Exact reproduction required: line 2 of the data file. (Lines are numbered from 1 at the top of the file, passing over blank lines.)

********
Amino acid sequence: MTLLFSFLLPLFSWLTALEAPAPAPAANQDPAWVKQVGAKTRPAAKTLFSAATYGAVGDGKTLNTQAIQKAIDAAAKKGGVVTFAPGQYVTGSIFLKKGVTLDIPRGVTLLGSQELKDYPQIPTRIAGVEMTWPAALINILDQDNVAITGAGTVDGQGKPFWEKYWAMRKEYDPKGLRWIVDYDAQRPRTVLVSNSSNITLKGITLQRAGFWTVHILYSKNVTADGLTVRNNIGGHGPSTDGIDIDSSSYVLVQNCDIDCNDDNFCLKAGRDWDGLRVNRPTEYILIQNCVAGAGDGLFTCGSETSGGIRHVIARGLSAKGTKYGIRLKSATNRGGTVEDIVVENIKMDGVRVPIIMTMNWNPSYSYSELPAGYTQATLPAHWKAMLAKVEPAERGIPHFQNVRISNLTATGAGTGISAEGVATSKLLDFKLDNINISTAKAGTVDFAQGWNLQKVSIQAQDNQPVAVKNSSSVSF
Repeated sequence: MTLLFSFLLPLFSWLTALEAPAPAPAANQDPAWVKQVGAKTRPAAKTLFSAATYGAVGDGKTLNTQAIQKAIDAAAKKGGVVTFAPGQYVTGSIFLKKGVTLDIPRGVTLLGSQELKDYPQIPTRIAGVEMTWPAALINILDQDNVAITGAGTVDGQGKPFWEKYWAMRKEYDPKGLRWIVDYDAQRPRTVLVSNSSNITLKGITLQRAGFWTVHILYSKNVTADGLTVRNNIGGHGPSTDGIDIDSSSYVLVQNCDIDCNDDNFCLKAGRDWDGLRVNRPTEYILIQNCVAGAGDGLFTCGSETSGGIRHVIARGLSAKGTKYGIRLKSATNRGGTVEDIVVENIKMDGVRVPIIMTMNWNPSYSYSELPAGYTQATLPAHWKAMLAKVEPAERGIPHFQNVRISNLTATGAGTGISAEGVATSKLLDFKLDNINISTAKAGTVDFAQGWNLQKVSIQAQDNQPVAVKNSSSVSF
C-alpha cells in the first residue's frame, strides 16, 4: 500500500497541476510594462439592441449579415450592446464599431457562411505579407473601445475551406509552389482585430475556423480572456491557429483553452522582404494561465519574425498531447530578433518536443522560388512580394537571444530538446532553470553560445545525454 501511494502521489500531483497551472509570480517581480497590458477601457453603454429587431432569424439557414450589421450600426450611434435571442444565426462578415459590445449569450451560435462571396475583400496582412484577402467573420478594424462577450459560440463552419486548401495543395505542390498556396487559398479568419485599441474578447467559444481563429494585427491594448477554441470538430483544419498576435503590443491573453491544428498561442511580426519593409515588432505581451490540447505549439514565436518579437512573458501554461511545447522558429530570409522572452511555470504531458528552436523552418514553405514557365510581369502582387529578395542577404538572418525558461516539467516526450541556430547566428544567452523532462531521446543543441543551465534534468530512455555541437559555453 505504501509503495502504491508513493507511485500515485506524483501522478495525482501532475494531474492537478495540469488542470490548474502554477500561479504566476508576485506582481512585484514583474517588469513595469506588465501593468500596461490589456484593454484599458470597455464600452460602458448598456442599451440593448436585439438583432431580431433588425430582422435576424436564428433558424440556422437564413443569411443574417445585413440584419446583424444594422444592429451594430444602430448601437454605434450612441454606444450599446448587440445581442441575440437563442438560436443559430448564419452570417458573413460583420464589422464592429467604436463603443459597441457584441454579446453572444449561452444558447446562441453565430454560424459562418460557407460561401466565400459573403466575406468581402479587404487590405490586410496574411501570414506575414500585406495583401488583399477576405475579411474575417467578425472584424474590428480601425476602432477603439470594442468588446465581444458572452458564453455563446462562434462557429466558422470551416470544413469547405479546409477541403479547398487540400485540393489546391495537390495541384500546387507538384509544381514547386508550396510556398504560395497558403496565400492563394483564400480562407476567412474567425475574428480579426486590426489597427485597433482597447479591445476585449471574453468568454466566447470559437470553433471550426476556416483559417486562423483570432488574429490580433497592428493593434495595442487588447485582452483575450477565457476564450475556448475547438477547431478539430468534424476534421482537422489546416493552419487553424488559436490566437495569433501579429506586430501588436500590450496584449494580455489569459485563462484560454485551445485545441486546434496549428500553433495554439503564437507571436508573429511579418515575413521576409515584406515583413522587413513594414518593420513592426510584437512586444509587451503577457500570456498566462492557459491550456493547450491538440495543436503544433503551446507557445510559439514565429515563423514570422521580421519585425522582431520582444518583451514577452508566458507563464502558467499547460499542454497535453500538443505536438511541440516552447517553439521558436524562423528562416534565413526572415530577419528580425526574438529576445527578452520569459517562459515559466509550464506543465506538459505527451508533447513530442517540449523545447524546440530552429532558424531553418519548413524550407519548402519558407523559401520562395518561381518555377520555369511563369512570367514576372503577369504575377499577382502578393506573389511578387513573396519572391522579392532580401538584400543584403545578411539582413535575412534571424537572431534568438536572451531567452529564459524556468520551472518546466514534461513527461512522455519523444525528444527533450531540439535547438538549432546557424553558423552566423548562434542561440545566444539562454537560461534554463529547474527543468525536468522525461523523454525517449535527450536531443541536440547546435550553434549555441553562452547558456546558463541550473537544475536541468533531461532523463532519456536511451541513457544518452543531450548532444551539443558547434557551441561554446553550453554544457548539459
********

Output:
Repeated sequence: MTLLFSFLLPLFSWLTALEAPAPAPAANQDPAWVKQVGAKTRPAAKTLFSAATYGAVGDGKTLNTQAIQKAIDAAAKKGGVVTFAPGQYVTGSIFLKKGVTLDIPRGVTLLGSQELKDYPQIPTRIAGVEMTWPAALINILDQDNVAITGAGTVDGQGKPFWEKYWAMRKEYDPKGLRWIVDYDAQRPRTVLVSNSSNITLKGITLQRAGFWTVHILYSKNVTADGLTVRNNIGGHGPSTDGIDIDSSSYVLVQNCDIDCNDDNFCLKAGRDWDGLRVNRPTEYILIQNCVAGAGDGLFTCGSETSGGIRHVIARGLSAKGTKYGIRLKSATNRGGTVEDIVVENIKMDGVRVPIIMTMNWNPSYSYSELPAGYTQATLPAHWKAMLAKVEPAERGIPHFQNVRISNLTATGAGTGISAEGVATSKLLDFKLDNINISTAKAGTVDFAQGWNLQKVSIQAQDNQPVAVKNSSSVSF